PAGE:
Over the last few years, a growing number of hosted data backup services have emerged. The idea is simple. Rather than small businesses wrestling with backup software and backup tapes, they upload their data over the Internet to an online backup service.
While such services can be a godsend, there are certain questions you should ask in order to pick the right company to host your data. How secure is the company's offsite storage facility? How long will it take to backup your data, and how fast can they restore it? And, of course, how much will it cost?
To make onsite tape backup work, an organization needs to ensure that the tape cartridge is changed daily or weekly. Tapes should be labeled, copies should be sent off site, and testing should be done routinely to ensure that the system works and the files can be recovered completely. It sounds straightforward enough, but the problems with backup procedures are legendary.
"The primary issue for small businesses that use typical backup solutions is that they are software-based," says Tony Barbagallo, senior vice president at EVault. "You need a working knowledge of the software that includes knowing how to configure and set the various backup and restore options."
To make matters worse, most small businesses just perform backups, and then leave the tapes sitting right beside the server. All it takes is one overheated computer or a small fire and there goes the server and your emergency backup tape, too.
The problems with backup, then, run parallel to the problems with technology as a whole. Most owners have realized that the best technology tends to be the solution that involves the least internal work within the company. Small businesses typically don't have the money to support an IT department to run the network, develop code, run the applications, maintain the database and perform nightly backups. That's why more and more companies are considering online backup.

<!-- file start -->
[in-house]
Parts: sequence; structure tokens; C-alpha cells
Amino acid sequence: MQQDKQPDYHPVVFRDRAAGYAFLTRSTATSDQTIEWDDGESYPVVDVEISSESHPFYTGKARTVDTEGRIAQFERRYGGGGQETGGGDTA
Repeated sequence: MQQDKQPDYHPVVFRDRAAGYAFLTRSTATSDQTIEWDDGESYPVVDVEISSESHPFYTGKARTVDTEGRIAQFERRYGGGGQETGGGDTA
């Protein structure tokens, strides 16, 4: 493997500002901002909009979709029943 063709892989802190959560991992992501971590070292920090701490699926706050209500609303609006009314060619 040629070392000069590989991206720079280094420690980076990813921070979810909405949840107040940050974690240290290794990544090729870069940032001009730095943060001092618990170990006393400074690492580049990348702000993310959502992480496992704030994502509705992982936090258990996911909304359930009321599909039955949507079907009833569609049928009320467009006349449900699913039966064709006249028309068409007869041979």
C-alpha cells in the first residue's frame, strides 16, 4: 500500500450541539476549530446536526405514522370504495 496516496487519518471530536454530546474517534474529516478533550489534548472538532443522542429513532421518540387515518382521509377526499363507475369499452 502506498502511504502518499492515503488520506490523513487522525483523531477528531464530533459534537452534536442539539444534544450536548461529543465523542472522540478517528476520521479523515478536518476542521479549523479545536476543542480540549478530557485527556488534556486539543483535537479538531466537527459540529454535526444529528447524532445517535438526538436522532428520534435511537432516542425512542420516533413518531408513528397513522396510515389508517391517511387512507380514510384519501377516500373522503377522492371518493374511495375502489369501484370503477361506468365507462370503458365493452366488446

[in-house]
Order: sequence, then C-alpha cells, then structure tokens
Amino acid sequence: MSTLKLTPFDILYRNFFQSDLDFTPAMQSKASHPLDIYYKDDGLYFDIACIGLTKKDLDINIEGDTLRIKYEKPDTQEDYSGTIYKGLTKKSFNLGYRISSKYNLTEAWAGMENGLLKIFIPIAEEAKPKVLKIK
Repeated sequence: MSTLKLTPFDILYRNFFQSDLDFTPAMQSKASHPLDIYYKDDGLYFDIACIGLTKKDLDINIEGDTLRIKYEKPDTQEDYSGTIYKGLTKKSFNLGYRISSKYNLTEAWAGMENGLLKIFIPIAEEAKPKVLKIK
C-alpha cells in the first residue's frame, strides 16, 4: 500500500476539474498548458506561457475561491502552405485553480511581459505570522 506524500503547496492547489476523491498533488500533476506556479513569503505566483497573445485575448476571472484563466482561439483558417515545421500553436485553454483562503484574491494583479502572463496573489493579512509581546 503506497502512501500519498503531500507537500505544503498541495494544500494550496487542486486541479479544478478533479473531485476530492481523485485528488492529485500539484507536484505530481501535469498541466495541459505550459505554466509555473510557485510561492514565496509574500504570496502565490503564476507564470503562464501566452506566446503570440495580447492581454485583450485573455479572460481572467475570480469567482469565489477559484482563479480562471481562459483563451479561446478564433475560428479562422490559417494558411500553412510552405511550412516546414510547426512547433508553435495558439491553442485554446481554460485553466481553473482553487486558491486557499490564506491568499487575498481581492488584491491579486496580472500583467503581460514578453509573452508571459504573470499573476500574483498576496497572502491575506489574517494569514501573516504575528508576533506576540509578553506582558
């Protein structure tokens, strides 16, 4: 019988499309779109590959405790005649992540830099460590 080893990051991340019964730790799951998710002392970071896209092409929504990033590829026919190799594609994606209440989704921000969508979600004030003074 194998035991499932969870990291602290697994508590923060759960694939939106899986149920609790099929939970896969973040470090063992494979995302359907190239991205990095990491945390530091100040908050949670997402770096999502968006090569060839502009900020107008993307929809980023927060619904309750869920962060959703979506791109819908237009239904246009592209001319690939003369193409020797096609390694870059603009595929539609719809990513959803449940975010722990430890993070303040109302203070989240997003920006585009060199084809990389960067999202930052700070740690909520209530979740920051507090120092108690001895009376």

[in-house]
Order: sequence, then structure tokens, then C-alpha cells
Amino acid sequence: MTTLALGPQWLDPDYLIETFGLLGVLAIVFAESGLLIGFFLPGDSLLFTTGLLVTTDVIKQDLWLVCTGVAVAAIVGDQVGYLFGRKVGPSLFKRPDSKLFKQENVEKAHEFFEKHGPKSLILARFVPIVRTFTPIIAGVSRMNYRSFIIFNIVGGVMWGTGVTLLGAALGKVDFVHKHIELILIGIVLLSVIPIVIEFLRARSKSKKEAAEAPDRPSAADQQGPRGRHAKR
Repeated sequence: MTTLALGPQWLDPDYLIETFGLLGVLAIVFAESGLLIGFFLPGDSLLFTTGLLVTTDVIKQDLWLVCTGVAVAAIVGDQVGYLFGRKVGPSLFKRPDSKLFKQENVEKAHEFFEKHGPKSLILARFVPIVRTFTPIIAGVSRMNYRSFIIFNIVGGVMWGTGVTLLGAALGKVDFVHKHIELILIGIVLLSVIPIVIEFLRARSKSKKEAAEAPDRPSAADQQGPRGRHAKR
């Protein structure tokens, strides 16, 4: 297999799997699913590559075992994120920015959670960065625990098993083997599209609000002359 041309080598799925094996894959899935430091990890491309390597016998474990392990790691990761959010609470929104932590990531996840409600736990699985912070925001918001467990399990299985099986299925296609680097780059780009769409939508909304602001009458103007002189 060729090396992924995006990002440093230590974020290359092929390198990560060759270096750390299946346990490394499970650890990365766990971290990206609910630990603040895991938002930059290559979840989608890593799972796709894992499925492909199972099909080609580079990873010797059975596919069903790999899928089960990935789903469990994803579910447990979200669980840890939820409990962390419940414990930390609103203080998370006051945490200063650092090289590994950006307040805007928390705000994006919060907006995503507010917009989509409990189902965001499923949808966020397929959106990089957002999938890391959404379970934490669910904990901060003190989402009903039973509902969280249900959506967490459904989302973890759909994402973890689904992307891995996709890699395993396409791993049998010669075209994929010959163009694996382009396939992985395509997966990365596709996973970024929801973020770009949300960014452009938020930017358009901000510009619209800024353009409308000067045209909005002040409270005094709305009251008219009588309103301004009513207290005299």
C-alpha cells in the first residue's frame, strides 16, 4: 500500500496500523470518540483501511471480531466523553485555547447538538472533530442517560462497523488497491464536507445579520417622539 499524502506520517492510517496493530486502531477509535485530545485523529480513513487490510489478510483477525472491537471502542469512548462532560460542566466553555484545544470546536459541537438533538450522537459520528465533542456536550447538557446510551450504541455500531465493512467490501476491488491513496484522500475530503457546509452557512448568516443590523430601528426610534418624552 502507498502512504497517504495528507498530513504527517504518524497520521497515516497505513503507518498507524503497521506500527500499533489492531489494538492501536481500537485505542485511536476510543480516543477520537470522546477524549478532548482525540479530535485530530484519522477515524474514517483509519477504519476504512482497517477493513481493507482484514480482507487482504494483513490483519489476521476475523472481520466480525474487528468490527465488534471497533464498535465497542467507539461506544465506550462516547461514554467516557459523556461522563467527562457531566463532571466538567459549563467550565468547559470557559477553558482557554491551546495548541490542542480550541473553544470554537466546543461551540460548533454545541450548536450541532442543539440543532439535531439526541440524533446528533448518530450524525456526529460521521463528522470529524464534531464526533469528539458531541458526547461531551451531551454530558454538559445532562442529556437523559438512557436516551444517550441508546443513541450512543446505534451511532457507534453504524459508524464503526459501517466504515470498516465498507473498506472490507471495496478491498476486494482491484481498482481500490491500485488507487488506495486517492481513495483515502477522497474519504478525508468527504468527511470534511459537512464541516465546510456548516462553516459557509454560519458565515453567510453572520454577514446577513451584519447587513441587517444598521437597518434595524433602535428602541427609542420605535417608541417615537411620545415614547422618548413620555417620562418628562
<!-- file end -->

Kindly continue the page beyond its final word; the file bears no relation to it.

There are literally hundreds of online backup services now available. Some are excellent, most are okay, and a handful should be avoided. Let's take a look at some of the key points to bear in mind during the selection process.
Three factors influence your backup window, i.e., the time it takes to backup and restore your data: your Internet connection speed, the amount of data you need to backup and any technology the online vendor uses to speed up the process.
Obviously, if you have a DSL or an even faster T1 Internet connection, you'll be able to backup and restore data more quickly than you can over a dial-up connection. Some vendors, like NovaStor, use backup software that can resume a canceled backup at the point where it left off. That's a handy feature for companies with slower connections that need to backup but can't afford to be down until the backup is complete.
The initial online backup takes the longest amount of time because you're backing up all of your crucial data (files, documents, photos etc., but not operating systems or applications or anything that you can reinstall on your own). The first backup might take several hours or more depending on the amount of data you have. Subsequent backups are much shorter - a matter of minutes sometimes because you're only backing up any changes made since the last backup took place.